The route is used by freight trains, with up to two tph on each of the three routes from Totley junction.

And these are likely to increase.

Tracks Between Clay Cross North Junction And Sheffield Station

I am absolutely certain, that two tracks between Clay Cross North junction And Sheffield station will not be enough, even if they are built to High Speed Two standards to allow at least 140 mph running under digital signalling.

Battery Electric Trains

The only battery-electric train with a partly-revealed specification is Hitachi’s Regional Battery Train, which is described in this Hitachi infographic.

Note.

  1. The train is a 100 mph unit.
  2. Ninety kilometres is fifty-six miles.

I would expect that battery-electric trains from other manufacturers like Alstom, CAF and Siemens would have similar performance on battery power.

In Thoughts On CAF’s Battery-Electric Class 331 Trains, I concluded CAF’s approach could give the following ranges.

  • Three-car battery-electric train with one battery pack – 46.7 miles
  • Four-car battery-electric train with one battery pack – 35 miles
  • Four-car battery-electric train with two battery packs – 70 miles

I was impressed.

These are my thoughts on battery-electric trains on the routes from an electrified Sheffield.

Adwick

Sheffield  and Adwick is 22.7 miles without electrification

I am sure that battery-electric trains can handle this route.

If the battery range is sufficient, there may not need to be charging at Adwick.

Bridlington

Sheffield and Bridlington is 90.5 miles without electrification, except for a short section through Doncaster, where trains could top up batteries.

I am sure that battery-electric trains can handle this route.

But there would need to be a charging system at Hull, where the trains reverse.

An alternative would be to electrify Hull and Brough, which is just 10.4 miles and takes about twelve minutes.

Derby Via The Midland Main Line

Clay Cross North junction and Derby is 20.9 miles without electrification.

I am sure that battery-electric trains can handle this route.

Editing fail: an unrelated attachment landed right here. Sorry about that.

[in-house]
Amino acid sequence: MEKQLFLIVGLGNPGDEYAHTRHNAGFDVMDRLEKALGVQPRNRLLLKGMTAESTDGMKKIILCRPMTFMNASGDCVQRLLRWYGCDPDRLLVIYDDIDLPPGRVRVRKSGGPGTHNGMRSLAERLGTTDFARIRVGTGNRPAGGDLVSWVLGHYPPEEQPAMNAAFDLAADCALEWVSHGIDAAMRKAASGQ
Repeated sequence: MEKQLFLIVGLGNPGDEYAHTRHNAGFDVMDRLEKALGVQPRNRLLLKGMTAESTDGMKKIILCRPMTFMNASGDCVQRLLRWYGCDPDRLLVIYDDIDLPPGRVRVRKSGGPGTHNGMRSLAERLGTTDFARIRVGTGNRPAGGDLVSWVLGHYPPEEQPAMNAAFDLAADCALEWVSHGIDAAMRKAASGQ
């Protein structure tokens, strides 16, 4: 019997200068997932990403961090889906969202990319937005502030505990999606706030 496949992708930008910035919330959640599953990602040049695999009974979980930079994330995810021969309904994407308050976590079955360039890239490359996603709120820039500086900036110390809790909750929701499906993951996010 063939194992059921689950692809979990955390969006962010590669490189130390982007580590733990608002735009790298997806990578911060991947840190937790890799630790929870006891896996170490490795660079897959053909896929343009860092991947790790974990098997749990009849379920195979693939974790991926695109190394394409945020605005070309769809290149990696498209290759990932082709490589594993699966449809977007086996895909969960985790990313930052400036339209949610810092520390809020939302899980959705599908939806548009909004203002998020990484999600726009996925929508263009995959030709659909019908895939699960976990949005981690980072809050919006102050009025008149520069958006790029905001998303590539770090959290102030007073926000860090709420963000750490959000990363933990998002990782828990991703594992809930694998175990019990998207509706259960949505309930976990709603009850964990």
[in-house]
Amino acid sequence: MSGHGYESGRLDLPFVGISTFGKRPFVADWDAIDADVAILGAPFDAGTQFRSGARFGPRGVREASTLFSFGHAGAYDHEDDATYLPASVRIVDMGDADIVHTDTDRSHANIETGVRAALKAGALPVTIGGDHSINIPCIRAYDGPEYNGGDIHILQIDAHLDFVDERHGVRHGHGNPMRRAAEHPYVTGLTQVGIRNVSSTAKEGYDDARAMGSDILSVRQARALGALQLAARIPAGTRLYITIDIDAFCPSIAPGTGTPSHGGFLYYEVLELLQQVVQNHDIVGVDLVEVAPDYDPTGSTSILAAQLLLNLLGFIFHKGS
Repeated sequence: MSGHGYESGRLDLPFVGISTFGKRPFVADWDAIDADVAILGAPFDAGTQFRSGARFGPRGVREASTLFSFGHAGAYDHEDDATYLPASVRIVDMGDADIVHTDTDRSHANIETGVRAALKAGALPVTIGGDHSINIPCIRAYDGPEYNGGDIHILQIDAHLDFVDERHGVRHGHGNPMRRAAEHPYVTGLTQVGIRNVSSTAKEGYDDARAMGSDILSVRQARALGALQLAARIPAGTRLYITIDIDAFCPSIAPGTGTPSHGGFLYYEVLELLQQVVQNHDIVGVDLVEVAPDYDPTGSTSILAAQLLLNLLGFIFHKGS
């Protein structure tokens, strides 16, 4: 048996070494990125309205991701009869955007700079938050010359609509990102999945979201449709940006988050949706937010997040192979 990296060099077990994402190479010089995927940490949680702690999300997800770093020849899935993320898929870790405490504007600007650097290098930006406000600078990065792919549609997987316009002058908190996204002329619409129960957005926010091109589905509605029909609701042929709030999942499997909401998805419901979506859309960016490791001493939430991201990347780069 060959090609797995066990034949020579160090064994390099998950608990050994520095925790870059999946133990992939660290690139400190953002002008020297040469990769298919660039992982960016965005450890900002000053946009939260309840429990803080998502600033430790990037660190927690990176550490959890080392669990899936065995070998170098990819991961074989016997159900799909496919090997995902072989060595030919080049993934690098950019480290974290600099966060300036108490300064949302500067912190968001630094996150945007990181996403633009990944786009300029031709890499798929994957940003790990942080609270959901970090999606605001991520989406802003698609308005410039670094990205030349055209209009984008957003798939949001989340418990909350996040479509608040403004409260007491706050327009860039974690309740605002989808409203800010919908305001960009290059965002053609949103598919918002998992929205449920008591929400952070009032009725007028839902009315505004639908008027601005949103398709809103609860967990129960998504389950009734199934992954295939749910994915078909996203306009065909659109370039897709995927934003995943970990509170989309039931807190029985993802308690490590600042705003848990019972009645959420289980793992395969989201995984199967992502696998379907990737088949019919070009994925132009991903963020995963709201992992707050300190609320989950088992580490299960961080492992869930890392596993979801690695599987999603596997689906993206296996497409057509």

Gainsborough Central

Sheffield  and Gainsborough Central is 33.6 miles without electrification

I am sure that battery-electric trains can handle this route.

But there will need to be a charging system at Gainsborough Central.

Huddersfield Via The Penistone Line

This is a distance of 36.4 miles with electrification at both ends, after the electrification between Huddersfield and Westtown is completed.

I am sure that battery-electric trains can handle this route.

Hull

Sheffield and Hull is 59.4 miles without electrification, except for a short section through Doncaster, where trains could top up batteries.

I am sure that battery-electric trains can handle this route.

But there will probably need to be a charging system at Hull.

An alternative would be to electrify Hull and Brough, which is just 10.4 miles and takes about twelve minutes.

Leeds Via The Hallam Or Wakefield Lines

This is a distance of 40-45 miles with electrification at both ends.

I am sure that battery-electric trains can handle this route.

Lincoln

Sheffield and Lincoln Central is 48.5 miles without electrification

I am sure that battery-electric trains can handle this route.

But there will probably need to be a charging system at Lincoln Central.

Manchester Via The Hope Valley Line

This is a distance of forty-two miles with electrification at both ends.

I am sure that battery-electric trains can handle this route.

Nottingham

Clay Cross North junction and Nottingham is 25.1 miles without electrification

I am sure that battery-electric trains can handle this route.

But there may need to be a charging system at Nottingham.

York

This is a distance of 46.4 miles with electrification at both ends.

I am sure that battery-electric trains can handle this route.

Is London St. Pancras And Sheffield Within Range Of Battery-Electric Trains?

In the previous section, I showed that it would be possible to easily reach Derby, as Clay Cross North junction and Derby is 20.9 miles without electrification.

  • Current plans include electrifying the Midland Main Line as far North as Market Harborough.
  • Market Harborough is 82.8 miles from London St. Pancras
  • Derby is 128.3 miles from London St. Pancras

So what would be the best way to cover the 45.5 miles in the middle?

One of the best ways would surely be to electrify between Derby and East Midlands Parkway stations.

  • Derby and East Midlands Parkway stations are just 10.2 miles apart.